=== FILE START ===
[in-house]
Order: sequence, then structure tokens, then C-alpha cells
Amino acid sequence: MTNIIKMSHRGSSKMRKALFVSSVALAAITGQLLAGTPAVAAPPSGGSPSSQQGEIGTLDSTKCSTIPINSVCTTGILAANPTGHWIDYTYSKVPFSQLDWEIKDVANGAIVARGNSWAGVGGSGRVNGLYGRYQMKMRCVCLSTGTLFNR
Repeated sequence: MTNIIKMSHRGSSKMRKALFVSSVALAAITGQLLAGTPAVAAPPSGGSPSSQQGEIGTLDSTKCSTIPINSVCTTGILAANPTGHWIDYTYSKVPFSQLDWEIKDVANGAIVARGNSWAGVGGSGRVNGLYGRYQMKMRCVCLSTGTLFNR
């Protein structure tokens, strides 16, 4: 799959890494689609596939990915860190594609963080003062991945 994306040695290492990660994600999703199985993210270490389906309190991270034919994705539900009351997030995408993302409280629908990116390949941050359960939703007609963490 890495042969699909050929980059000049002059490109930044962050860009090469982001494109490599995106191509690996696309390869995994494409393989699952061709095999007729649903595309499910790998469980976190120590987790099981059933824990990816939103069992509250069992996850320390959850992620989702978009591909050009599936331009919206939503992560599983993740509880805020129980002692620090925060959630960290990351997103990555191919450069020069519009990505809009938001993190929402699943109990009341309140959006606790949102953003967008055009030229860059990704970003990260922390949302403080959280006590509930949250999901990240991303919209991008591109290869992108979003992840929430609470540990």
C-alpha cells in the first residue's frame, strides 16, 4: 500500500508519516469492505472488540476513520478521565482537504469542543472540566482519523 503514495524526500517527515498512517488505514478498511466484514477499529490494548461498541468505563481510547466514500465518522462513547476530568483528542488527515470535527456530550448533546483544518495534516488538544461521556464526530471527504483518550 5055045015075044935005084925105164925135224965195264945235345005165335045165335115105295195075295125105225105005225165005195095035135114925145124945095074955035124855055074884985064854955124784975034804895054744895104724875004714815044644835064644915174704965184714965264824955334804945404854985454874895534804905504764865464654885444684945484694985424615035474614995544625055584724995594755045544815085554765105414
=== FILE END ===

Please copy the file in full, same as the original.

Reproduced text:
[in-house]
Order: sequence, then structure tokens, then C-alpha cells
Amino acid sequence: MTNIIKMSHRGSSKMRKALFVSSVALAAITGQLLAGTPAVAAPPSGGSPSSQQGEIGTLDSTKCSTIPINSVCTTGILAANPTGHWIDYTYSKVPFSQLDWEIKDVANGAIVARGNSWAGVGGSGRVNGLYGRYQMKMRCVCLSTGTLFNR
Repeated sequence: MTNIIKMSHRGSSKMRKALFVSSVALAAITGQLLAGTPAVAAPPSGGSPSSQQGEIGTLDSTKCSTIPINSVCTTGILAANPTGHWIDYTYSKVPFSQLDWEIKDVANGAIVARGNSWAGVGGSGRVNGLYGRYQMKMRCVCLSTGTLFNR
């Protein structure tokens, strides 16, 4: 799959890494689609596939990915860190594609963080003062991945 994306040695290492990660994600999703199985993210270490389906309190991270034919994705539900009351997030995408993302409280629908990116390949941050359960939703007609963490 890495042969699909050929980059000049002059490109930044962050860009090469982001494109490599995106191509690996696309390869995994494409393989699952061709095999007729649903595309499910790998469980976190120590987790099981059933824990990816939103069992509250069992996850320390959850992620989702978009591909050009599936331009919206939503992560599983993740509880805020129980002692620090925060959630960290990351997103990555191919450069020069519009990505809009938001993190929402699943109990009341309140959006606790949102953003967008055009030229860059990704970003990260922390949302403080959280006590509930949250999901990240991303919209991008591109290869992108979003992840929430609470540990």
C-alpha cells in the first residue's frame, strides 16, 4: 500500500508519516469492505472488540476513520478521565482537504469542543472540566482519523 503514495524526500517527515498512517488505514478498511466484514477499529490494548461498541468505563481510547466514500465518522462513547476530568483528542488527515470535527456530550448533546483544518495534516488538544461521556464526530471527504483518550 5055045015075044935005084925105164925135224965195264945235345005165335045165335115105295195075295125105225105005225165005195095035135114925145124945095074955035124855055074884985064854955124784975034804895054744895104724875004714815044644835064644915174704965184714965264824955334804945404854985454874895534804905504764865464654885444684945484694985424615035474614995544625055584724995594755045544815085554765105414